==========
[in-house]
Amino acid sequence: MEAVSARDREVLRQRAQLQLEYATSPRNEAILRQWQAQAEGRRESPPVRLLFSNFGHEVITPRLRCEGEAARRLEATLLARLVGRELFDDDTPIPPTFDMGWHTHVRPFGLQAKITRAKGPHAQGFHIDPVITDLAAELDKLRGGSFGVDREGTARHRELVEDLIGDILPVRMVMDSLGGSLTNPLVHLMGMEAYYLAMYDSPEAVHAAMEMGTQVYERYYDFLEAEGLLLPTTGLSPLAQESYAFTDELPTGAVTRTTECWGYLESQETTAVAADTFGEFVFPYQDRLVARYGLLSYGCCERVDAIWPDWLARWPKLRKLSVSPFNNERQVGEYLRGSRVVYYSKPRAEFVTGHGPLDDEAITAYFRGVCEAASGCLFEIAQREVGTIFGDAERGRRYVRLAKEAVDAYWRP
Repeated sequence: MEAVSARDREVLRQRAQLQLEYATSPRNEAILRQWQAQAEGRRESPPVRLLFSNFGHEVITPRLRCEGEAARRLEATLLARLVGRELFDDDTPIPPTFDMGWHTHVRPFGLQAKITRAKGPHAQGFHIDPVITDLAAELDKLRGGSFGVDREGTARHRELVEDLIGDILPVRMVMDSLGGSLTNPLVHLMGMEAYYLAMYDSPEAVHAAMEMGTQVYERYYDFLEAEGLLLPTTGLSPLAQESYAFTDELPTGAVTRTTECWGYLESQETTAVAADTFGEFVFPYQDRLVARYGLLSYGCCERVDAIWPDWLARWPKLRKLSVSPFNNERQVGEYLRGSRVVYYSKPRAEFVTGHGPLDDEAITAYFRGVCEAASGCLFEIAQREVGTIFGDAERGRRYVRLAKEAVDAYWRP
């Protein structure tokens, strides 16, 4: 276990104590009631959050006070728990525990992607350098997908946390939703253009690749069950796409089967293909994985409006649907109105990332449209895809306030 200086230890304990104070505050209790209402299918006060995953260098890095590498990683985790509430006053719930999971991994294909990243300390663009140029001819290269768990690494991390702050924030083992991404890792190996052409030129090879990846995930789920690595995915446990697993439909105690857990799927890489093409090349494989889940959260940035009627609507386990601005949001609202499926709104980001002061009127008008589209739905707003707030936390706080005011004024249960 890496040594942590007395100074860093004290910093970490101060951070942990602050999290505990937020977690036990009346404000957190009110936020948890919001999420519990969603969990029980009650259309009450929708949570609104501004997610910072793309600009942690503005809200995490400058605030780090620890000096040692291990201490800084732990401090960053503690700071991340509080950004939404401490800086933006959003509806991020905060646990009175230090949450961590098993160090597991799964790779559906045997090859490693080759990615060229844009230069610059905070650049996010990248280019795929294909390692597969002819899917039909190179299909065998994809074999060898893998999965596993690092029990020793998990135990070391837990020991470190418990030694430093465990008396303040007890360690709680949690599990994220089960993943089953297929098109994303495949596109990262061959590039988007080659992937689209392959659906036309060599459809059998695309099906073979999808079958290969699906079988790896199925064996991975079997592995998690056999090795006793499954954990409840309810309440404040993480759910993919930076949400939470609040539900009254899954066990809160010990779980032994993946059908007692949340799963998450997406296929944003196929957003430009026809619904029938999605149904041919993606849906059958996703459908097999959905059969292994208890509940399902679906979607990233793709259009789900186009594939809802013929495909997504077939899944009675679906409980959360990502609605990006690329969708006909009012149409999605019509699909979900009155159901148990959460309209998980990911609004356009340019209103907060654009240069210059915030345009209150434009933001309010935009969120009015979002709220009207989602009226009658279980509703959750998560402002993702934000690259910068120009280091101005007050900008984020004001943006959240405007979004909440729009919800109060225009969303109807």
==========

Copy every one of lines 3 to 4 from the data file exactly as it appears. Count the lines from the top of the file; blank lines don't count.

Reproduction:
Repeated sequence: MEAVSARDREVLRQRAQLQLEYATSPRNEAILRQWQAQAEGRRESPPVRLLFSNFGHEVITPRLRCEGEAARRLEATLLARLVGRELFDDDTPIPPTFDMGWHTHVRPFGLQAKITRAKGPHAQGFHIDPVITDLAAELDKLRGGSFGVDREGTARHRELVEDLIGDILPVRMVMDSLGGSLTNPLVHLMGMEAYYLAMYDSPEAVHAAMEMGTQVYERYYDFLEAEGLLLPTTGLSPLAQESYAFTDELPTGAVTRTTECWGYLESQETTAVAADTFGEFVFPYQDRLVARYGLLSYGCCERVDAIWPDWLARWPKLRKLSVSPFNNERQVGEYLRGSRVVYYSKPRAEFVTGHGPLDDEAITAYFRGVCEAASGCLFEIAQREVGTIFGDAERGRRYVRLAKEAVDAYWRP
């Protein structure tokens, strides 16, 4: 276990104590009631959050006070728990525990992607350098997908946390939703253009690749069950796409089967293909994985409006649907109105990332449209895809306030 200086230890304990104070505050209790209402299918006060995953260098890095590498990683985790509430006053719930999971991994294909990243300390663009140029001819290269768990690494991390702050924030083992991404890792190996052409030129090879990846995930789920690595995915446990697993439909105690857990799927890489093409090349494989889940959260940035009627609507386990601005949001609202499926709104980001002061009127008008589209739905707003707030936390706080005011004024249960 890496040594942590007395100074860093004290910093970490101060951070942990602050999290505990937020977690036990009346404000957190009110936020948890919001999420519990969603969990029980009650259309009450929708949570609104501004997610910072793309600009942690503005809200995490400058605030780090620890000096040692291990201490800084732990401090960053503690700071991340509080950004939404401490800086933006959003509806991020905060646990009175230090949450961590098993160090597991799964790779559906045997090859490693080759990615060229844009230069610059905070650049996010990248280019795929294909390692597969002819899917039909190179299909065998994809074999060898893998999965596993690092029990020793998990135990070391837990020991470190418990030694430093465990008396303040007890360690709680949690599990994220089960993943089953297929098109994303495949596109990262061959590039988007080659992937689209392959659906036309060599459809059998695309099906073979999808079958290969699906079988790896199925064996991975079997592995998690056999090795006793499954954990409840309810309440404040993480759910993919930076949400939470609040539900009254899954066990809160010990779980032994993946059908007692949340799963998450997406296929944003196929957003430009026809619904029938999605149904041919993606849906059958996703459908097999959905059969292994208890509940399902679906979607990233793709259009789900186009594939809802013929495909997504077939899944009675679906409980959360990502609605990006690329969708006909009012149409999605019509699909979900009155159901148990959460309209998980990911609004356009340019209103907060654009240069210059915030345009209150434009933001309010935009969120009015979002709220009207989602009226009658279980509703959750998560402002993702934000690259910068120009280091101005007050900008984020004001943006959240405007979004909440729009919800109060225009969303109807």